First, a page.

Derry pupils told they’re 2 young 2 die - after crash

editorial image

It’s a car journey with a horrible ending that the pupils of Thornhill College will never forget.

On Friday year 13 and 14 pupils from the school got to experience a real life car accident - in one of the few car crash simulators in use across the UK.

The car was brought to the school as part of the ‘2 Young 2 Die’ campaign which is delivered by insurance broker Autoline Insurance Group, in association with the road safety charity, ‘Brake’.

Tracey Doherty who has worked in the field of road safety for more than 20 years revealed that before the girls get into the actual car, they are put through a series of hard hitting presentations.

“It works on the emotional side of things,” she said. “We explain that in a road accident, very quickly, they become a statistic, and it is their families who become the victims. In a crash it’s the people they love who will suffer the most, and that’s for the rest of their lives.”

She revealed that the scene in the simulator is taken from a real life car crash which happened in Wales, when a girl killed four people as a result of using her phone for seven seconds.

“Awareness is key,” she said, “and getting that message through that texting while driving is a complete no no. Evidence has shown that the part of your brain that controls driving is the same part of your brain that you use when you are texting. That’s why so many accidents happen as a result of texting.”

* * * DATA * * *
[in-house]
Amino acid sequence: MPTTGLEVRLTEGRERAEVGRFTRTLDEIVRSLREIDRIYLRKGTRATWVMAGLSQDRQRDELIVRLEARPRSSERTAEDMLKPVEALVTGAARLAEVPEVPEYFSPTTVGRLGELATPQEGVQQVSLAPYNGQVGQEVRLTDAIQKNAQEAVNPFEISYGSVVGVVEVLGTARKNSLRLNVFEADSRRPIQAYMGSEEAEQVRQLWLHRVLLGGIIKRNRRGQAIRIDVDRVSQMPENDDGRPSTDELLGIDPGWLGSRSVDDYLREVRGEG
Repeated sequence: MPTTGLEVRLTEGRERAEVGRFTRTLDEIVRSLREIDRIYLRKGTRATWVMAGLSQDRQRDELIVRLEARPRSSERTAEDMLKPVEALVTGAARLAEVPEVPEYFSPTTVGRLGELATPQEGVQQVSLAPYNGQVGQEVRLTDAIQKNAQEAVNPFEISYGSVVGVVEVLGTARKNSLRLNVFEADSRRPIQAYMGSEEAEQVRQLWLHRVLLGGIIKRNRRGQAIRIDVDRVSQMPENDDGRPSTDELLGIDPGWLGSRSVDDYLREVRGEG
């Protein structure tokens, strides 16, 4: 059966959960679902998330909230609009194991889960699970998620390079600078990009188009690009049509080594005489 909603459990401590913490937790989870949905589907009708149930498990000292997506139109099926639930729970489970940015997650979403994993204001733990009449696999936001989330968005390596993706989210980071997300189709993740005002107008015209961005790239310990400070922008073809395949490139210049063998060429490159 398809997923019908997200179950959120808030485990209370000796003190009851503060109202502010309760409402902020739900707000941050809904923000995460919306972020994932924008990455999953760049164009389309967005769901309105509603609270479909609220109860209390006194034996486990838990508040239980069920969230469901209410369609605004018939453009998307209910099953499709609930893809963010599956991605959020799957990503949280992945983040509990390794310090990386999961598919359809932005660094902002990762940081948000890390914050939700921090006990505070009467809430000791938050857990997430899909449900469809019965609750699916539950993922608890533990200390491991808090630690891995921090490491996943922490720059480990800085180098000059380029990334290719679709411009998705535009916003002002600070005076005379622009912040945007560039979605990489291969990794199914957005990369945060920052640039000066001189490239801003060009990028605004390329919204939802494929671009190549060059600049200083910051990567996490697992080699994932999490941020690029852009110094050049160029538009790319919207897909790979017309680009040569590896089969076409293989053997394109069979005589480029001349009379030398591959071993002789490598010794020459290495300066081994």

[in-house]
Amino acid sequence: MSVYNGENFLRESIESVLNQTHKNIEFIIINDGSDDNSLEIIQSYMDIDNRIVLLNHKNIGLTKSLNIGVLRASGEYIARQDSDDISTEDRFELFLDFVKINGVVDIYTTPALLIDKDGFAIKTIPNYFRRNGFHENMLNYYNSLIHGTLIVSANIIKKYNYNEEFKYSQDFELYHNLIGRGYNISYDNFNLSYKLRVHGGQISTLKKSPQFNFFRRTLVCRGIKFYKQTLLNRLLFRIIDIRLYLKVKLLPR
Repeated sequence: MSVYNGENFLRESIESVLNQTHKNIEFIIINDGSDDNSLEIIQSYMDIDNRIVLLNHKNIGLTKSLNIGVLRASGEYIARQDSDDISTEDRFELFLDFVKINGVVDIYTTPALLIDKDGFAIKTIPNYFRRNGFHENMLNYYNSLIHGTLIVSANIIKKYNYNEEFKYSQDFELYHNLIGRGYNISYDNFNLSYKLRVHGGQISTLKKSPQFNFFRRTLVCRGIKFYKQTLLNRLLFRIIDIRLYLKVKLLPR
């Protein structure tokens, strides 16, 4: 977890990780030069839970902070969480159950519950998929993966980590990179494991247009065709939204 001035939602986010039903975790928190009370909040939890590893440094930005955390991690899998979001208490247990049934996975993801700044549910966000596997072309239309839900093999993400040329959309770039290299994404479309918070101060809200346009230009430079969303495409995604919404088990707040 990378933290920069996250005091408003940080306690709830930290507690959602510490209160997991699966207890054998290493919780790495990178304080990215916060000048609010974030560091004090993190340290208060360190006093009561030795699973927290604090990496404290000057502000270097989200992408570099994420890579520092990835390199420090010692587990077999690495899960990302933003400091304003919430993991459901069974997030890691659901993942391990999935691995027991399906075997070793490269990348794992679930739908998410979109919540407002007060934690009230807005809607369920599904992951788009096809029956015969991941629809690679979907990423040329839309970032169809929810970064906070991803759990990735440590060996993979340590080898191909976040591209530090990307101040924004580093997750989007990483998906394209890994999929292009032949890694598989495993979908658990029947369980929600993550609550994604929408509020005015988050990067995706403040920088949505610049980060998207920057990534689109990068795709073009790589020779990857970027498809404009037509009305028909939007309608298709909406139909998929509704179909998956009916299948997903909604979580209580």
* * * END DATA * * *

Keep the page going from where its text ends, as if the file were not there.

Brian Douglas, teacher at Thornhill College said they had received a very positive reaction from the girls who took part in the simulator.

“Quite a few of the pupils were taken aback by what they saw,” he said. “We did a show of hands and quite a lot of the girls have full driving licences or are taking lessons. Texting and speed while driving are the main issues for teenage girls while driving. We’re very grateful to Autoline for bringing the simulator into the school.”

The simulator is a specially modified Ford Focus, equipped with hi-tech equipment to simulate a real-life crash incident. Last year 74 people were killed on Northern Ireland’s roads, of which over 30% were aged under 25. Four of the fatalities were in the Derry & Strabane Council Area.

As corporate ambassadors for ‘Brake’ since 2013, Autoline has reached over 3,000 pupils with the campaign so far. The sessions are delivered free of charge and are available to schools and youth groups across Northern Ireland.

The newly introduced car crash simulator uses a high quality sound system, hydraulics, smoke and lights to recreate a true incident which resulted in multiple fatalities and a prison sentence for the 17-year old driver.

Suzanne Curtis from Autoline Insurance Group said: “In the last three years we’ve used the campaign to encourage young people to think about issues such as speed, alcohol, rural roads and drugs, and the irreversible consequences that a car crash has upon victims, family and friends.

For further information about how your school or organisation can participate in the ‘2 Young 2 Die’ programme please contact Suzanne Curtis at Autoline Insurance Group on 028 3025 9178.